Sunday, September 19, 2010

Okadas, Poda Podas and Taxis...

I have taken more public transport in the past three months than the entire four-and-a-half years I was in Freetown previously. All I can say is it is quite an experience. Initially I was wishing for the luxury of nice vehicles with friendly drivers I knew from the past. Over time I think I have developed a love-hate relationship ship with public transport. At times it seems very convenient and easy, at other times it feels like an endless struggle. To be honest, I don’t mind it so much during the day but at night, I try to play it safe and at least charter a taxi from a known driver. Let me give you a quick run down of the public transport options.

To this day I have not taken an okada. To me an okada is like throwing yourself to the lions. An okada is a motorcycle taxi that weaves in and out of traffic at high speed usually without the protection of a helmet. When I first came to Sierra Leone in 2005 there were hardly any motorcycle taxis in Freetown but upcountry in places like Makeni they were abundant. They have now made their way to Freetown but they have not become a part of my transportation options as of yet. In my opinion it is an accident waiting to happen. Yes, you can tell the driver to slow down, but seeing as there are many careless drivers on the street I would not take the risk.

What I do often take is a poda poda. Poda poda means “hither and thither”. A poda poda is a minibus covered with painted slogans that takes as many passengers as it possibly can from one destination to another. It follows fixed routes for a fixed price and so even for the “white man” they are easy to use and you’re less likely to be told to pay more. Okay, so they are cramped, hot and noisy but they are also quite entertaining. Like the time that it was so busy in town and so hard to get a poda poda that grown men were climbing in through the window to get a seat! Or the time when we couldn’t make it up a hill being so weighted down and half of the people wanted to get out and walk while the others wanted to remain in the vehicle. This caused a good discussion and in the end everyone did what they pleased. The downside of poda podas is that when traffic is heavy the drivers only like to go “halfway”. This is very inconvenient and means that hundreds of people are on the street trying to push their way into poda podas. Sometimes as a “white man” you get squashed like everyone else, other times someone is kind and ushers you in almost making you feel guilty. All in all they are quite fun and convenient. I’d say they are safer than an okada, but honestly, they probably wouldn’t meet any safety requirements in Europe.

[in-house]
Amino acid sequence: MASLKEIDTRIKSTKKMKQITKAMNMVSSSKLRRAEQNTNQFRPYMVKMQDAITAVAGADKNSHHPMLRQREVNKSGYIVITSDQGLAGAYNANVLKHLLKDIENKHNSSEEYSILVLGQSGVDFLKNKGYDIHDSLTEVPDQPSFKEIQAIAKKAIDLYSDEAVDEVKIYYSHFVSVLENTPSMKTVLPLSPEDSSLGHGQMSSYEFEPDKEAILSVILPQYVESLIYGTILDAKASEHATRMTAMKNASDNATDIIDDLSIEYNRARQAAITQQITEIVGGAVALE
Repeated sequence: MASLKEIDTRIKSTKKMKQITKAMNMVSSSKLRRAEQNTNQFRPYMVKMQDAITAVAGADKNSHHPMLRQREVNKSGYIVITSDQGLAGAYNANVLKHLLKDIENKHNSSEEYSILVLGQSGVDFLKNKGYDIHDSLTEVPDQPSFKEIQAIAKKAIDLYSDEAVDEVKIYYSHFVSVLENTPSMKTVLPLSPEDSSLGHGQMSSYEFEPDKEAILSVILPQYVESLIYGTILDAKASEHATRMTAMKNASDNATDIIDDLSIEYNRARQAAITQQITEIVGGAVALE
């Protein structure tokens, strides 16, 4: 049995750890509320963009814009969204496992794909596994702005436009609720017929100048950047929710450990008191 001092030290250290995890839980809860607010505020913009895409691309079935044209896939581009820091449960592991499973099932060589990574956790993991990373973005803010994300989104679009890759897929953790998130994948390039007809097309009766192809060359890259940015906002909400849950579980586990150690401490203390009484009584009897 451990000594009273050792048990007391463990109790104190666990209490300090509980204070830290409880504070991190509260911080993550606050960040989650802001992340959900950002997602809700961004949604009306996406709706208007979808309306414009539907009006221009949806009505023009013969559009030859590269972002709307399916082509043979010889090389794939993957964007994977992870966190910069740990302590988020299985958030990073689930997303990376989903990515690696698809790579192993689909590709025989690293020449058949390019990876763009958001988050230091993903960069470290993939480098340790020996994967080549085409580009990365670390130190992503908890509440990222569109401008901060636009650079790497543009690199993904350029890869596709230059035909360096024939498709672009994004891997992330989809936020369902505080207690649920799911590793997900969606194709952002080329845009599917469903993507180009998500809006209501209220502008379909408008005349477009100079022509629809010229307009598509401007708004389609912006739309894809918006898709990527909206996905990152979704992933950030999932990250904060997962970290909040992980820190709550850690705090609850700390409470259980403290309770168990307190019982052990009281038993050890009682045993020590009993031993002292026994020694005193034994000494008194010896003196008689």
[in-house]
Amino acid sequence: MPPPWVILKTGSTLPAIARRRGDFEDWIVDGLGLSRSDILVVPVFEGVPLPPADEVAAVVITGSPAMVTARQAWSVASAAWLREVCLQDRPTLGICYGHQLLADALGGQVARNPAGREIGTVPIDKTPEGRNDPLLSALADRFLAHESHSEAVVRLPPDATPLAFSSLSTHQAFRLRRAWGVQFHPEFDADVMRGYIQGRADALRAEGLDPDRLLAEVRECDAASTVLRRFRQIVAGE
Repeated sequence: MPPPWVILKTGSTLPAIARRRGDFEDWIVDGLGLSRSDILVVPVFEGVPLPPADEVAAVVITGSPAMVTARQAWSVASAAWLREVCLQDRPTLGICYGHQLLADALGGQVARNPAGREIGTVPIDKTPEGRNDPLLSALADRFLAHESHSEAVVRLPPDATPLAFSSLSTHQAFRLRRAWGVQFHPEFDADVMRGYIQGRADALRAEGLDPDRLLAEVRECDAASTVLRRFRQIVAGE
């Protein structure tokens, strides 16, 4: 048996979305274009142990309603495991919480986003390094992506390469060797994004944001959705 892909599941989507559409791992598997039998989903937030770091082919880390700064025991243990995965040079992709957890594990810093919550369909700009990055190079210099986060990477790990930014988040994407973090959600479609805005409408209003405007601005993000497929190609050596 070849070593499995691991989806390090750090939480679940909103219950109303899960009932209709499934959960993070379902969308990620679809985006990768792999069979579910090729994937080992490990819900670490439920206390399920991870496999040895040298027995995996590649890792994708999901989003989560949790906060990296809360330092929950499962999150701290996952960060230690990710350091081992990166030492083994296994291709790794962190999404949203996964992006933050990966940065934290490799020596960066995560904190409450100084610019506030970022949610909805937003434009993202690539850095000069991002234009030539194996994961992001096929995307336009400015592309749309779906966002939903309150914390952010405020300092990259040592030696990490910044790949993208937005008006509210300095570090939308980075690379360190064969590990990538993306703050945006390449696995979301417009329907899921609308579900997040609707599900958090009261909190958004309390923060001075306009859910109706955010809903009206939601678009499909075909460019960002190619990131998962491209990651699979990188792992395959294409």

The final option is a taxi. Taxi drivers can be more flexible with their routes although many do have set routes. The taxi routes are generally a shorter distance than a poda podas but at a same price, so making taxis more expensive. This of course is relative since the rate is 900 Leones per route, an equivalent of USD 0.21. I could take one poda poda from town to my neighborhood, whereas with a taxi it would likely be a 3-way journey. However, the taxis are less crowded, stop far less frequently and often you can just ask the driver to continue on for another leg of the journey. There are a couple of taxi drivers who are reliable and friendly and I can call at anytime to arrange for them to pick me up or drop me off somewhere. This is more expensive of course at a rate of Le 15,000 per hour, an equivalent of USD 3.60, but at night this is ideal. Instead of having to walk down a dark road or street with groups of men hanging out, the driver can drop me off at my gate. It’s convenient.

For going to and from work it is easier to take our car but we have had major problems this past month with a driver I had to fire and then a car that wasn’t working. Hopefully by Tuesday I’ll head to work in a fixed car with a new driver! Tomorrow, I’ll take a chartered taxi into work and at the end of the day I’ll walk for 25 minutes from the hospital to Regent Road to catch a poda poda home, which can take anywhere between 30-90 minutes depending on traffic! For now, I am off to find a taxi to take me to Aberdeen.

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~ Act Justly. Love Mercy. Walk Humbly. micah 6:8 ~